May 9, 2007
BLOOMINGTON, Ill. – Nine Illinois Wesleyan University students will join Teach For America, the national corps of outstanding recent college graduates who commit to teaching low-income students in urban and rural public schools for the next two years. This is the highest number of students from Illinois Wesleyan accepted into the program in one year.
“So many students and corps members have told me this is a life changing experience,” said Bix Gabriel, regional communications director of Teach for America. “The students have the opportunity to make a real impact every day.”
The students will be sent across the United States this fall to assist in classrooms. The students, all Class of 2007, are:
Sarah Campbell, an international studies and political science major from Rochester Mills, Mich., who graduated from Rochester Adams High School.
Brian Jbara, an economics and English literature major from Kalamazoo, Mich., who graduated from Hackett Catholic Central High School.
Patrick Halloran, a history and religion major from Danville, Ill., who graduated from Danville High School.
Katie Korder, an education studies major from Urbana, Ill., who graduated from Urbana High School.
Melissa Monaco, a religion and sociology major from St. Charles, Ill., who graduated from Geneva Community High School.
Mike Nicoletti, a political science and religion major from Lake Zurich, Ill., who graduated from Lake Zurich Senior High School.
Amanda Paz, a women’s studies major from Chicago who graduated from Northside College Prep High School.
Drew Snodgrass, a political science and religion major from Chapin, Ill., who graduated from Triopia Junior-Senior High School.
Sarah Ziebart, a theatre arts and sociology major from Versailles, Ky., who graduated from Urbana High School.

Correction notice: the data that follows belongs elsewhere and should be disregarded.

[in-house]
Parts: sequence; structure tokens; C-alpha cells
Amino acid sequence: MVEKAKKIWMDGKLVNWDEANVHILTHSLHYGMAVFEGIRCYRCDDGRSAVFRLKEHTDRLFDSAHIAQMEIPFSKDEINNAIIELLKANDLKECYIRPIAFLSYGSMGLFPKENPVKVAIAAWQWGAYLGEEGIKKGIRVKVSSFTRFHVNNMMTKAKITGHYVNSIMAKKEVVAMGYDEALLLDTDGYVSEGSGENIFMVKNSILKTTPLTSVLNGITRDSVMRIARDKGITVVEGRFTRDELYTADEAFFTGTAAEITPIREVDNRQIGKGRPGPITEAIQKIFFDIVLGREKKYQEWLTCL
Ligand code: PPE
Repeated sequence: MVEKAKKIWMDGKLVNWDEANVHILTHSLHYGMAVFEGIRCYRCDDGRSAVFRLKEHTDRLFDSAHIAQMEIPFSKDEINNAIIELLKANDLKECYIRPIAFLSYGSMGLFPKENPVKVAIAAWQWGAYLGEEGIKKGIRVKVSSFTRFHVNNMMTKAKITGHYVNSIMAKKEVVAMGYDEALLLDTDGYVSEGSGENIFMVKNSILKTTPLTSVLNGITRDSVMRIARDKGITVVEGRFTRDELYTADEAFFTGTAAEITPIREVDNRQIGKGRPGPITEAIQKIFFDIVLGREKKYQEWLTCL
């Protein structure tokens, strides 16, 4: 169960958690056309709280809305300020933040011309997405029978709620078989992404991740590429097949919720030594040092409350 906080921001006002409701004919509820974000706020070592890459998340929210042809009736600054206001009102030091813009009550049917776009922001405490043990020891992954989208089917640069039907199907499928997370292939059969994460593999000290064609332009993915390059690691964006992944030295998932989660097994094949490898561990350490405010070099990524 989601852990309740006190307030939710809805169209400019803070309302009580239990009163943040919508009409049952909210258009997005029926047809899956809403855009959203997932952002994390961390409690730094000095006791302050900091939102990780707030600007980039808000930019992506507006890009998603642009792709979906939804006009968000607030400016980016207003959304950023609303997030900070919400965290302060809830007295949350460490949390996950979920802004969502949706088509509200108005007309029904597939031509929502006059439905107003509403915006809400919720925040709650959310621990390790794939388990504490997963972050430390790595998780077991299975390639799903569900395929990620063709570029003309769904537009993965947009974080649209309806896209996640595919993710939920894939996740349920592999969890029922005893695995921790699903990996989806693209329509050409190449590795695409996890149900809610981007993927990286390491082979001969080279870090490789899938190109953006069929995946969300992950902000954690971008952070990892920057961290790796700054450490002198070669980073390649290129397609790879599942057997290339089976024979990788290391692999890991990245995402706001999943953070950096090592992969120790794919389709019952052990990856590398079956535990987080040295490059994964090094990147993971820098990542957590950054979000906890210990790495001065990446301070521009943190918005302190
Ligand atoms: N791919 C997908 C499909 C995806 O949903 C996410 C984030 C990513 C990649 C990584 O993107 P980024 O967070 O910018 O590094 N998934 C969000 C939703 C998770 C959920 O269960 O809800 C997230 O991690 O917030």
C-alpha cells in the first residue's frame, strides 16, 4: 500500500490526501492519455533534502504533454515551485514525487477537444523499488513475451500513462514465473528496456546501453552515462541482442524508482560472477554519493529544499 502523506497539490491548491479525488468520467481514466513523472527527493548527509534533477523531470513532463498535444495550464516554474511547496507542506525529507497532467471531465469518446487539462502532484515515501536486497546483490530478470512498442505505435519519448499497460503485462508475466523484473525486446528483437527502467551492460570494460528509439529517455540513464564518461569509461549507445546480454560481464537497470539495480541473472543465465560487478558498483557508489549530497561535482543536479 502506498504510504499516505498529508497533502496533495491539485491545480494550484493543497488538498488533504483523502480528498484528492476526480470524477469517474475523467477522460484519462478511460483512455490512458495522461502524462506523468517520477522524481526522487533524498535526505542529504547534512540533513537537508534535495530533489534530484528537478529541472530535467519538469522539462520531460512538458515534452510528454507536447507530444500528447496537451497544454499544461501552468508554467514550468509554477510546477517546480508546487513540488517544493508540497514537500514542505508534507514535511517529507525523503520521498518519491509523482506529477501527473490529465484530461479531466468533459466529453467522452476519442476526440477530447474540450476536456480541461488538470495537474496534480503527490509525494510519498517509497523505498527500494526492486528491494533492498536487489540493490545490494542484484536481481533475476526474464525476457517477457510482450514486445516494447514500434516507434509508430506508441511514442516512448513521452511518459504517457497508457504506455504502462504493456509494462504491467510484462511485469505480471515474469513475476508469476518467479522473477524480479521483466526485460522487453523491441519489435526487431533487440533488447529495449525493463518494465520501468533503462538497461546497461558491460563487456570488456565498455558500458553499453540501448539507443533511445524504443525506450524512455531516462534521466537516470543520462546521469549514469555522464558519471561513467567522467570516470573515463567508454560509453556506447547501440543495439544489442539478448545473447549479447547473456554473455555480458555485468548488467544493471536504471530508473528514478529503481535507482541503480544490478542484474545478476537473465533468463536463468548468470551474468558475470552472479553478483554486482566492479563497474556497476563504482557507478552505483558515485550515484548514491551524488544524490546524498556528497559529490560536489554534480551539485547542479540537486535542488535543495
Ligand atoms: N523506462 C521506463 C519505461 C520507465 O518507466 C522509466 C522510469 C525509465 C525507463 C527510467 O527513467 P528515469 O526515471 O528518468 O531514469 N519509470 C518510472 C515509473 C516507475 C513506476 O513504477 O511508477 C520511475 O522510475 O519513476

“I think it will be a chance to be part of something truly amazing,” said Paz, who considered joining the Peace Corps, then realized she could serve the same goal of helping people with Teach for America. “I’m glad to be part of combating the inequity that can go on in education.” A former math education major, Paz will be teaching math to middle school students in Newark, N.J. “I guess I’ve come full circle,” said Paz, who changed her major to women’s studies while at Illinois Wesleyan. “I’ll always be grateful that I can be a teacher and still hold onto a passion for women’s studies I discovered at IWU.” Paz currently plans to attend graduate school after her time with Teach for America.
More than 2,800 students will join Teach for America across the nation this year. The organization actively recruits on more than 500 college campuses, where it seeks applicants from all career interests and backgrounds who demonstrate a record of outstanding achievement.
“We know that when students in low-income communities are given the opportunities and support they deserve, they can and will excel,” said Jack Carey, Teach For America's Illinois Wesleyan recruitment director. “We are so pleased that Illinois Wesleyan graduates have decided to join us in our mission to ensure that every child receives an excellent education.”
Beyond their two years, corps members take their insight and added commitment to assume leadership roles in addressing educational inequity, said Gabriel. “We’ve noted many students continue on a third year with the corps, while others take the ideals of Teach for America into graduate work, volunteer work and their careers,” she said.
Since Teach For America placed its first 500 corps members in classrooms in 1990, more than 12,000 outstanding college graduates have joined its movement to eliminate educational inequity. For more information, visit www.teachforamerica.org.
Contact: Rachel Hatch, (309) 556-3960